4. Now connect the 10K resistors ( Brown, Black, Orange, Gold ) with one leg in the same centre row as the negative blue wire and the other leg in the same row as the left leg of the push-button

[ All of this is still connected on the one side of the divide in the middle of the breadboard except the buttons straddling the divide and the white-, red- and blue wires for the analog set-up )

5. Now take the yellow and green wire and connect the left leg on the opposite side of the centre divide with pins 9 and 11 [ NB: Analog only works on pin 3,5,6,9,10 and 11 ]. These wires are for communication with the Arduino.

## Step 4: Set Up the LED:

1. Take the LED ( colour of your choice ) and place it on the side of the divide where most of your connections are.

2. Take one blue wire and connect the negative blue ground line with the same row as the short leg ( anode ) of the LED [ The circuit will only work if the negative blue line is connected to the right leg of the LED i.o.w. the anode.

3. Take another 10K ohm resistor and connect the row into which the cathode ( positive long leg of the LED ) is plugged in with a nearby row on the same side of the centre divide.

4. Now take the orange wire and connect the resistor with pin 3 on the Arduino

Your circuit is now complete, all that is left now is to program everything

## Step 5: Programming the Circuit:

I'm a bit new to all this so please excuse me for only copying the code over and not creating a video...

Here is the code for the circuit:

// My (Altus Lourens) first own project:
// Created between 29 and 30th of June, 2018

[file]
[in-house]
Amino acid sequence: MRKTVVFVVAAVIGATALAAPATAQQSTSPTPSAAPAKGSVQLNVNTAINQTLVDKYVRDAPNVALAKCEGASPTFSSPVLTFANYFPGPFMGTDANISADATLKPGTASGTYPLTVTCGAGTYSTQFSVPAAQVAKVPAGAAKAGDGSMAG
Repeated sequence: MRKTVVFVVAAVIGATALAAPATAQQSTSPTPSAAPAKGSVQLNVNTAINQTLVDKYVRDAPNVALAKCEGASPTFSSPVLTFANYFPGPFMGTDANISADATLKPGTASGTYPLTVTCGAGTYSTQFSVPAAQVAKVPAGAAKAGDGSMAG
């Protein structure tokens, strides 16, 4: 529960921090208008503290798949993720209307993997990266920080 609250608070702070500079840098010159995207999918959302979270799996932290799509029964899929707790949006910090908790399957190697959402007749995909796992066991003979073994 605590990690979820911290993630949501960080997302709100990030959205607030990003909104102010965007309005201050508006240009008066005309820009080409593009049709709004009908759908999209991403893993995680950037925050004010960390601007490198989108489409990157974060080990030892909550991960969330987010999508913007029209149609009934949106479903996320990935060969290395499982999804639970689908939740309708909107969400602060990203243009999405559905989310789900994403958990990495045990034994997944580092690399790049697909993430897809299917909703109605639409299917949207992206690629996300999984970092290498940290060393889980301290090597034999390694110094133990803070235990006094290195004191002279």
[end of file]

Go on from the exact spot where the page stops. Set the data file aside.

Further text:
// NB for myself: AnalogWrite only works on 3,5,6,9,10 and 11

// NB: Analog has to do with different states, Digital only works for on(HIGH) or off(LOW)

// LED will be output

// pushbuttons will be inputs

// pushButton1 will increase brightness with one fadeAmount with every press

// pushButton2 will decrease brightness with one fadeAmount with every press

// constants won't change, set PWM pin numbers

const int ledPin = 3; // number of the PWM LED pin

const int fadeAmount = 50; // change in brightness with every push of the button

const int buttonPin1 = 11;

const int buttonPin2 = 9; // number of the pushbutton pin

// variable that will change:

int brightness = 5; // starting brightness of the LED's

int buttonState1 = 0; // specify button beginning as LOW

int buttonState2 = 0; // specify button beginning as LOW

void setup() {

// put your setup code here, to run once:

// initialise the LED pin as output:

pinMode(ledPin, OUTPUT);

// initialise the pushbuttons as inputs:

pinMode(buttonPin1, INPUT);

pinMode(buttonPin2, INPUT);

Serial.begin(9600); // speed of communication in the circuit

}

// buttonPin1 will increase the brightness of the LED

// buttonPin2 will decrease the brighness of the LED

void loop() {

// put your main code here, to run repeatedly:

// set the brightness of pin 9:

analogWrite(ledPin, brightness); // brightness = 5, LED is on

brightness = constrain(brightness, 0, 255); // constrain brightness between 0 and 255

// read the state of the pushbutton value:

// check if the buttons have been pressed:

// if it is -> buttonState = HIGH:

// pushbutton1:

if (buttonState1 == HIGH) {

brightness = brightness + fadeAmount; // increase brightness:

}

else { // brightness stays at same level and LED is still off:

analogWrite(ledPin, brightness );

}

// pushbutton2:

if (buttonState2 == HIGH) {

brightness = brightness - fadeAmount; // decrease brightness:

}

else {

// brightness stays at same level, no change takes place:

analogWrite(ledPin, brightness);

}

Serial.print("brightness");

Serial.println(brightness); }

You can now adjust the speed of communication and play around with it a bit until you find a speed that works perfectly for the serial monitor tool [ the 9600 Baud is just a standard speed ]